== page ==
In this latest installment of our ongoing Get to Know the Poker Media series, we have the privilege of bringing you an interview with Sean Chaffin. The idea of having Sean be a part of this series first popped into my head over this past summer, when he and I met for the first time at the World Series of Poker. I had long been a fan of Sean’s work, but as often happens when a relationship is limited to the online realm, I didn’t really know much about him personally other than that he was from Texas.
We got to talking and he happened to make mention of the fact that he was actually a schoolteacher. That fact totally blew my mind! Right away I said to myself “this guy has an interesting story – probably lots of them; I’ve gotta hear ’em.” Our time was limited, of course, with us both working and having just stopped for a quick bite to eat, but I promised that I would eventually follow up. Months later, I’m so happy to have finally “gotten those stories” I had hoped for.
Without further ado, then, I hope you enjoy getting to know one of poker’s great writers (and soon-to-be podcasters) Sean Chaffin.
How did you first get into the poker industry and for how long have you been doing poker media work?
I grew up playing poker with my father and brother. My dad retired from UPS and has had a game with a bunch of his buddies for decades. They play all sorts of crazy games, and he would grab my brother and me when they needed a player or two. I guess I started playing in seventh grade.
I graduated from Texas A&M in 1997, and began reporting for various newspapers around Dallas and even owned a weekly newspaper for a few years. I now teach high school yearbook and newspaper, and began freelance writing several years ago.
When the poker boom happened I began selling some poker-related articles and began visiting Las Vegas during the WSOP about 10 years ago purely as an entrepreneurial venture. I’d pick a few poker tournaments that interested in me and also write a few Vegas-related travel articles as well.
What poker outlets have you written for and which has been your favorite (one-time or ongoing) gig over the years?
My first poker-related story appeared in Poker Pro, edited by John Wenzel. On one of my first Vegas/WSOP trips, I actually began working for Casino Player, and have contributed to that publication for several years. I even edited a special WSOP issue for them last summer called Stacking Chips.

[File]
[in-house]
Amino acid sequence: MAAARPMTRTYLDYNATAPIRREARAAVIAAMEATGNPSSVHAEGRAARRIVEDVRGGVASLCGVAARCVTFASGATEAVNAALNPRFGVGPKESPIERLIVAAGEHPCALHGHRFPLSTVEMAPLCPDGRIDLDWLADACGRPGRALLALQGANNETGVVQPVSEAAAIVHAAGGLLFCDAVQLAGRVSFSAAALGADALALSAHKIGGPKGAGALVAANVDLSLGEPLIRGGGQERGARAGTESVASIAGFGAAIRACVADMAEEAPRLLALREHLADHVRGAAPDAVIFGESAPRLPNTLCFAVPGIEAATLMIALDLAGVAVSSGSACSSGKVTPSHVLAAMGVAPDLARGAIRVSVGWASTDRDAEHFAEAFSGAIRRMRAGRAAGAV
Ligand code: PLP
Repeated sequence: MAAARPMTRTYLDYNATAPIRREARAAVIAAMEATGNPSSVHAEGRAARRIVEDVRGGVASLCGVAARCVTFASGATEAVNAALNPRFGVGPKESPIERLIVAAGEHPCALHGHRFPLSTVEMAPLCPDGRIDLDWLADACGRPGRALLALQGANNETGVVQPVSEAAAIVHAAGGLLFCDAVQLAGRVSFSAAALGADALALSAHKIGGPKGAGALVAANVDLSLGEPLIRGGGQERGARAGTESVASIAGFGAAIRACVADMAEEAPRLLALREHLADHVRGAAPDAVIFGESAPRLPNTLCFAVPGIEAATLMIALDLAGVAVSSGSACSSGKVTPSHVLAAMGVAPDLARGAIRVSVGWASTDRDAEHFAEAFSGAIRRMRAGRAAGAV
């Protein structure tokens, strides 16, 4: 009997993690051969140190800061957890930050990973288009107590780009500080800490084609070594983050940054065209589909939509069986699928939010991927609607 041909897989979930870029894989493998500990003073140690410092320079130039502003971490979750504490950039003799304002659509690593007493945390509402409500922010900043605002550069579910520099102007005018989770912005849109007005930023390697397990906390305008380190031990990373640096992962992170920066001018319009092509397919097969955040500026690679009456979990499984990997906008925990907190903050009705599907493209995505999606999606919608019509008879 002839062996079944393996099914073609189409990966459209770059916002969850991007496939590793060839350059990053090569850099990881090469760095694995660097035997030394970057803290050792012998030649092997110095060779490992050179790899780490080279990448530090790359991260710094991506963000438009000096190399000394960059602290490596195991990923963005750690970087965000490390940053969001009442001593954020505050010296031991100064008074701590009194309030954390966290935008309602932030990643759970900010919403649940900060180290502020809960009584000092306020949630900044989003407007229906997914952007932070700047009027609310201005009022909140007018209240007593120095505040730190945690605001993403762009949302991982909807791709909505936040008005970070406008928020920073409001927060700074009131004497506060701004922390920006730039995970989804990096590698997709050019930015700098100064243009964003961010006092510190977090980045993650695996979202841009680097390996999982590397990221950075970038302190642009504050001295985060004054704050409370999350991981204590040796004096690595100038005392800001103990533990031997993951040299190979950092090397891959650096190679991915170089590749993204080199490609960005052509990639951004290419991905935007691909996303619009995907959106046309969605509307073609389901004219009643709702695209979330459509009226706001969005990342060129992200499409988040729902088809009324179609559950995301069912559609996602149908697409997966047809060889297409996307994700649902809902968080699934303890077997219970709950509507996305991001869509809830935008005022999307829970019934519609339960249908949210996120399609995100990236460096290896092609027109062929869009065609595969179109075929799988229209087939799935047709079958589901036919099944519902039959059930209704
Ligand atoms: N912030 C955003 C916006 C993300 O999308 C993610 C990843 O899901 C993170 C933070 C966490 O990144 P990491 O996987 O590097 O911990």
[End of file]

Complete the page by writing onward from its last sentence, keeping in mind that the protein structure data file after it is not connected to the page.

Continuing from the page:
Here’s a link to new @WSOP showcase I helped put together for @CasinoPlayerPub -grab print copy next week at the Rio https://t.co/JqFDYz0V3N pic.twitter.com/nOx18RG4Pa
— Sean Chaffin (@PokerTraditions) June 11, 2017
I cover everything from casino resorts to poker and other gambling and entertainment angles. I even write occasionally for CP’s sister publication Strictly Slots. I am also an occasional contributor to Casino International, based out of the UK.
My work has also appeared in Canadian Poker Player, BLUFF, and Poker Player Newspaper. Sadly, those three publications are now defunct. It’s a tough time for print publications in general, and that includes poker. With more movement toward online poker legalization in the U.S., maybe that will change. But who knows?
Most recently, I have been writing a bunch for PokerNews.com, and I’m really enjoying contributing. I spent four weeks at the WSOP writing feature stories and the daily “What to Watch For” article. Some of my stories turned out to be hits with readers, like my coverage of John Hesp, $10,000 heads-up warrior John Smith, and several more. It’s rewarding when a story resonates with readers and Hesp’s everyman tale seemed to resonate beyond the poker world, and that’s always good.
I also spent five days at the Choctaw this summer writing feature stories for the WPT. That was really a lot of fun and they have a great group. Those guys really know how to run a tournament and bring some fun into the game.
What is it that you love about poker that keeps you so interested in the game?
Poker has always fascinated me for the strategy involved. But I also really love the social dynamics and camaraderie. As a writer, the game’s history and its link to the American West has always interested me. There are so many stories and characters involved with poker and gambling in general that there is always a new story to tell.
What sort of job(s) did you have before getting into poker writing?
In college, I once worked as a pizza delivery driver. It was good pay for a college kid but didn’t do well on my waistline. After college, I managed a computer scrap metal business before landing some jobs in newspaper reporting and editing.